WATCH YOUR FEET: Jesse Spence had a scary find at Elliott Heads on Tuesday.
WATCH YOUR FEET: Jesse Spence had a scary find at Elliott Heads on Tuesday. Fishing with Spence

Deadly monster fish spotted in popular recreational spot

STONEFISH are the world's most dangerous fish and the one pictured was recently found in Elliott Heads, providing a timely reminder to watch your step in murky water and around coral.

Jesse Spence said he was fishing on Tuesday when he came across the biggest stonefish he had ever seen at Riverview Boat Ramp in Elliott Heads.

"This one was by far the largest one I have seen ever by a long way," Mr Spence said.

"I come across them often but only because I'm around waterways so often, but the majority I have seen have only been small.

"I would normally just unhook and release them but due to the size and the nature of this big one, very slow and calm, I very cautiously held it for a quick photo before releasing it."

WATCH YOUR FEET: Jesse Spence had a scary find at Elliott Heads on Tuesday.
WATCH YOUR FEET: Jesse Spence had a scary find at Elliott Heads on Tuesday. Fishing with Spence

Despite Mr Spence deciding to hold one he said they were fine to look at from a distance, but like a lot of our animals in Australia they are dangerous to touch.

"Unless you stand on one or handle one they pose no threat just like snakes sharks," he said.

"If you are in an area where they are found people should just be mindful, no need to be afraid just remember they can be in the area."

From his experience fishing he said he has often found them around rocks and mud.

"They are very poisonous with a row of big spines along there backs and with incredible camouflage they are very hard to see so get stepped on more often," he said.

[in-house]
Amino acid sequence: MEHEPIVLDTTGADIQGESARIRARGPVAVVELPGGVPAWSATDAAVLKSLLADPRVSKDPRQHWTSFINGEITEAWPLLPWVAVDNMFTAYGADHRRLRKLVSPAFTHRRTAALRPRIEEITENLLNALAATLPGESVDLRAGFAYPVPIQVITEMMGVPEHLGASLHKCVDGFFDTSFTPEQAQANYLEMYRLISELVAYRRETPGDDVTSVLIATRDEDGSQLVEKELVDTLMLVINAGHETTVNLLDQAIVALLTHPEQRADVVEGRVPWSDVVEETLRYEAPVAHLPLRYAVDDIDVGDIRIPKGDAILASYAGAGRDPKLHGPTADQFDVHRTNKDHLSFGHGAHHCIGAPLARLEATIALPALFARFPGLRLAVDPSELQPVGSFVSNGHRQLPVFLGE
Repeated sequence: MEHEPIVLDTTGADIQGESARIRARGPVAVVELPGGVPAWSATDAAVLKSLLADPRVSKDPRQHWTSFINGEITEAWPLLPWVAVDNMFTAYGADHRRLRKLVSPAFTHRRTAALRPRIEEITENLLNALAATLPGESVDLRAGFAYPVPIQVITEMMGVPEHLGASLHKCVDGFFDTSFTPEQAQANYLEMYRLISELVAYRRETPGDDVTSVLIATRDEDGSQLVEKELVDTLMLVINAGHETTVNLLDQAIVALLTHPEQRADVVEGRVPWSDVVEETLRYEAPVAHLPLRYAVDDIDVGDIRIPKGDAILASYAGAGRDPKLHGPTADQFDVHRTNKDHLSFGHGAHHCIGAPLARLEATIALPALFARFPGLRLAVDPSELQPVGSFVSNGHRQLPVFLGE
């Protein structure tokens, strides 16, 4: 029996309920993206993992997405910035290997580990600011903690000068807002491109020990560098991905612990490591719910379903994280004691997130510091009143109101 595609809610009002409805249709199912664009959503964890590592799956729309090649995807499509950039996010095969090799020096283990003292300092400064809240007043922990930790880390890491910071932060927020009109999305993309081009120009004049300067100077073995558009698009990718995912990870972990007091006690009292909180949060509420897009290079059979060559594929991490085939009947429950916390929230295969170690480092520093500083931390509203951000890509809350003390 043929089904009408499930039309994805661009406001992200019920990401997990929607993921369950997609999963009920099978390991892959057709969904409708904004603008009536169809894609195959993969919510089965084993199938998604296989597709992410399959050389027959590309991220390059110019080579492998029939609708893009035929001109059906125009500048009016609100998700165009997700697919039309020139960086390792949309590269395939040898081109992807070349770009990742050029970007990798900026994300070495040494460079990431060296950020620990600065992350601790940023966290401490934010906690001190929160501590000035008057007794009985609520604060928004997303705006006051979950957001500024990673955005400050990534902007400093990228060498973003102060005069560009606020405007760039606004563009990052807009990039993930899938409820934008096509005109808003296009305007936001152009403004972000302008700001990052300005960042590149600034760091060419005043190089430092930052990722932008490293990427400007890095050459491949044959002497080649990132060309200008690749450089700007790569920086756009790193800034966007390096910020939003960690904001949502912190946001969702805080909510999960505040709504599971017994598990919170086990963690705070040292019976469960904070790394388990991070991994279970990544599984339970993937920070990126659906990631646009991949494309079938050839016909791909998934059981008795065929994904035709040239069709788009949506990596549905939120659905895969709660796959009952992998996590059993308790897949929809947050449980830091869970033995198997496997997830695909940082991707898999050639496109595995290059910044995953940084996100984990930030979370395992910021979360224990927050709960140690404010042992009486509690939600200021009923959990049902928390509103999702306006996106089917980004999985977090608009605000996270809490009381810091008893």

WATCH YOUR FEET: Jesse Spence had a scary find at Elliott Heads on Tuesday.
WATCH YOUR FEET: Jesse Spence had a scary find at Elliott Heads on Tuesday. Fishing with Spence

"They are extremely hard to see as they look like rocks and they are usually found hiding in the rocks and mud flats.

"But just watch where you walk or have something on your feet if you are walking around areas they could be."

Mr Spence he only personally knew one person who had been spiked.

"I only know one person that has been spiked by one that he accidentally kicked while snorkelling."

On Queensland Health's website they have noted what to do if you are spiked.

"To prevent stonefish stings, sturdy footwear should be worn on reef flats, or while wading on soft-bottom substrates adjacent to rocky or weedy areas," the website said.

"In the event of a sting, dial Triple Zero (000) as antivenom may need to be administered."

Queensland Health said to check the temperature of the water before placing the affected area in hot water as a stonefish sting can alter sensation.

"Do not bandage or try to restrict movement of the toxin."

"Instead, immerse the affected area in hot water - heat breaks down the venom.

"Try putting an unaffected part of the patient's body in the hot water first to make sure it will not burn them."